56 REGION V Saving Energy With Your BAS Testing, Calibration, Cx AEDG Small Office & Small Retail Buildings, Calibration and Commissioning (daylighting) Even a few days of occupancy with poorly calibrated controls can lead to permanent overriding of the system and the loss of all savings. - Most photosensors require daytime and nighttime calibration sessions. - The photosensor manufacturer and the QA provider should be involved in the calibration. - Document the calibration and Cx settings and calendar intervals for future calibration.

57 REGION V Saving Energy With Your BAS Testing, Calibration, Cx AEDG Small Office Buildings, Filters Replacement of dirty filters should correspond to filter manufacturers recommendations. Use a filter differential gauge to monitor filter pressure drop; senmd an alarm when filter pressure exceeds predetermined pressure drop. AEDG Small Office & Small Retail Buildings, CO 2 Sensors Inaccurate CO 2 sensors can cause excessive energy consumption and poor air quality… CO 2 sensors should be … factory calibrated and calibrated periodically as recommended by the manufacturer.

58 REGION V Saving Energy With Your BAS Testing, Calibration, Cx AEDG Small Retail Buildings, Economizers Periodic maintenance is important with economizers, as dysfunctional economizers can cause substantial energy consumption due to malfunctioning dampers and/or sensors. AEDG Small Office Buildings, Expanded Recommendations for Daylighting Controls All lighting controls musty be calibrated and commissioned after the furniture is in place.

59 REGION V Saving Energy With Your BAS MM&V Metering, Measurement, and Verification (MM&V)

60 REGION V Saving Energy With Your BAS MM&V 189.1P, Meters (water): ( ) Domestic water, both potable and reclaimed, entering the building shall be monitored or submetered P, Meter Data Collection (water): ( ) All building meters, monitoring systems and submeters shall communicate water consumption data to a meter data management system. Meters shall record hourly and provide data daily, at a minimum P, Data Storage and retrieval (water): ( ) Data management system shall be able to produce reports of hourly, daily, monthly and annual water consumption from each meter, and provide alarm capabilities.

61 REGION V Saving Energy With Your BAS MM&V 189.1P, Consumption Management (energy): ( ) Meters shall collect energy consumption data for each building energy source and convey them to a data acquisition system P, Energy Consumption Data Collection: ( ) All building meters shall communicate energy consumption data to a data acquisition system. Meters shall record hourly and provide data daily, at a minimum P, Data Storage and retrieval: ( ) Data acquisition system shall be able to produce reports of hourly, daily, monthly and annual energy consumption from each meter.

62 REGION V Saving Energy With Your BAS MM&V Measurement and Verification: Submeter tenant energy usage, or, install continuous metering for end uses. (LEED-NC & -Schools: Consider diagnostics for alarms on leaky valves, faulty controls, etc.) LEED-CI:Credit: (2-5 pts) LEED-CS:Credit: (end use meter, 3 pts) LEED-CS:Credit: (tenant meter, 3 pts) LEED-NC:Credit: (end use meter, 3 pts) LEED-Schools:Credit: (end use meter, 3 pts)

63 REGION V Saving Energy With Your BAS MM&V Minimum/Optimize Energy Efficiency Performance: Meter all energy use. Points for additional meters. LEED-EB:Required: LEED-EB:Credit: (additional, 1-18 pts) Performance Measurement: System-Level Metering: Have system level metering for 40+% (1 pt) or 80+% (2 pts) of building energy consumption. LEED-EB:Credit: (1 pt)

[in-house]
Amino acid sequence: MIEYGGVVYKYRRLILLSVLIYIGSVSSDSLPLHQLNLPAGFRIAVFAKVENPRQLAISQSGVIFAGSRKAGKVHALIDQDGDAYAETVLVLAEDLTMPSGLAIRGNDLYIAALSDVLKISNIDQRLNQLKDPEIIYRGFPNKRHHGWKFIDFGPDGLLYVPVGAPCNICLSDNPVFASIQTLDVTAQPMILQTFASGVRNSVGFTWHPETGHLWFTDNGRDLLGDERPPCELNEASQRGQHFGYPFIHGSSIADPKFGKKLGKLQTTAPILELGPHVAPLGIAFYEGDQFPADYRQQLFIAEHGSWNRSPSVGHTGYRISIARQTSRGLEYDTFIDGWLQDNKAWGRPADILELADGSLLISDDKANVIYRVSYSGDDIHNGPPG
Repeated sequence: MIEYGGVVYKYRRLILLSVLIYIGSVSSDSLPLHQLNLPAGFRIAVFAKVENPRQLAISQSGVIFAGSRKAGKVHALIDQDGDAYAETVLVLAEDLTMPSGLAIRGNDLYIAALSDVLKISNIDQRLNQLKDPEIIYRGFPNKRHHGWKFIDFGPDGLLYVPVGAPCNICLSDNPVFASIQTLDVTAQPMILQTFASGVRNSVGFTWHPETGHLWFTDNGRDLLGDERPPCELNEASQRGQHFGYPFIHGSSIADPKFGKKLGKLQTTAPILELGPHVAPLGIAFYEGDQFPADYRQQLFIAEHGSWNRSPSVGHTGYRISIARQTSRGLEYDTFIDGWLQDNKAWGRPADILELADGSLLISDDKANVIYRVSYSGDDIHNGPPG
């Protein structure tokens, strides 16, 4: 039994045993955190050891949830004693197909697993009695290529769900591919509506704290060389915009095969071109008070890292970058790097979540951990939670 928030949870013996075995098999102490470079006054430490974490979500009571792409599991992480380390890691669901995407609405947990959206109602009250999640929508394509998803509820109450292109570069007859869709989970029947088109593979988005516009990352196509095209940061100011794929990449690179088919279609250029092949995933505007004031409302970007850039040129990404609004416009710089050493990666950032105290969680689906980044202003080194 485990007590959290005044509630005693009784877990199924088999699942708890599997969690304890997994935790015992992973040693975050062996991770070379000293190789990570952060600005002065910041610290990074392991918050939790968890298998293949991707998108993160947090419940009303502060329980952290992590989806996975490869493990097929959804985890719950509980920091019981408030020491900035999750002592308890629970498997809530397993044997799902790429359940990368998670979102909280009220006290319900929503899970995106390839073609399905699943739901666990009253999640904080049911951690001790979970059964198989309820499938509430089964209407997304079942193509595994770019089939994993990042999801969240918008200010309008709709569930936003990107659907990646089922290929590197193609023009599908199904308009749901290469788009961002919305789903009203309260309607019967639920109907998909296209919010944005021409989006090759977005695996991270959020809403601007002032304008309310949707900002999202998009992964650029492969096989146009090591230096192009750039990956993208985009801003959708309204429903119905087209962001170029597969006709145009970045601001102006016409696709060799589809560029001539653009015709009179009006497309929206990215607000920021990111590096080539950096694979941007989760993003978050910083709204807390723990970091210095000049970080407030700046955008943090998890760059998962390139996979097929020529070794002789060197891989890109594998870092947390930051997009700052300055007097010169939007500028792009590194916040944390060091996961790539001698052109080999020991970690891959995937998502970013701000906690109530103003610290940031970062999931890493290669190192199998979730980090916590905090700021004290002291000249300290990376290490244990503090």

64 REGION V Saving Energy With Your BAS MM&V Outdoor Air Delivery Monitoring: Monitor ventilation system performance with alarms on specified variance from design. LEED-CI:Credit: (10%,1 pt) LEED-CS:Credit: (10%, 1 pt) LEED-EB:Credit: (15%, 1 pt) LEED-NC:Credit: (15%, 1 pt) LEED-Schools:Credit: (10%, 1 pt)

65 REGION V Saving Energy With Your BAS MM&V Water Performance Measurement: Meter and record potable water use. Points for additional meters. LEED-EB:Credit: (1 pt) LEED-EB:Credit: (additional, 1 pt) Thermal Comfort Monitoring: Meter and record temperature and humidity every 15 minutes or less. Alarm on situations requiring adjustment or repair. LEED-EB:Credit: (1 pt)

66 REGION V Saving Energy With Your BAS MM&V AEDG Small Retail Buildings, Economizers Periodic maintenance is important with economizers, as dysfunctional economizers can cause substantial energy consumption due to malfunctioning dampers and/or sensors.

67 REGION V Saving Energy With Your BAS Integrating Systems Integrating Systems

68 REGION V Saving Energy With Your BAS Integrating Systems 90.1, Automatic Lighting Shutoff ( ) Shut off building lighting on a signal from another alarm or control system that indicates the area is unoccupied P, Automatic Control of HVAC and Lights in Hotel/Motel Guest Rooms ( ) Guest room lights, switched outlets and HVAC setback controlled by: Room occupant control (key, card, etc), or Occupancy sensors. AEDG Small Office Buildings, (EL24 – no title) Turn off exterior lighting not designated for security purposes when the building is unoccupied.

69 REGION V Saving Energy With Your BAS A Case Study A Case Study

70 REGION V Saving Energy With Your BAS Looking to the Future Looking to the Future

71 REGION V The Changing Environment of Building Automation Thank you! Bill Swan Alerton Ask not what you can do for your building automation system, Ask what your building automation system can do for you.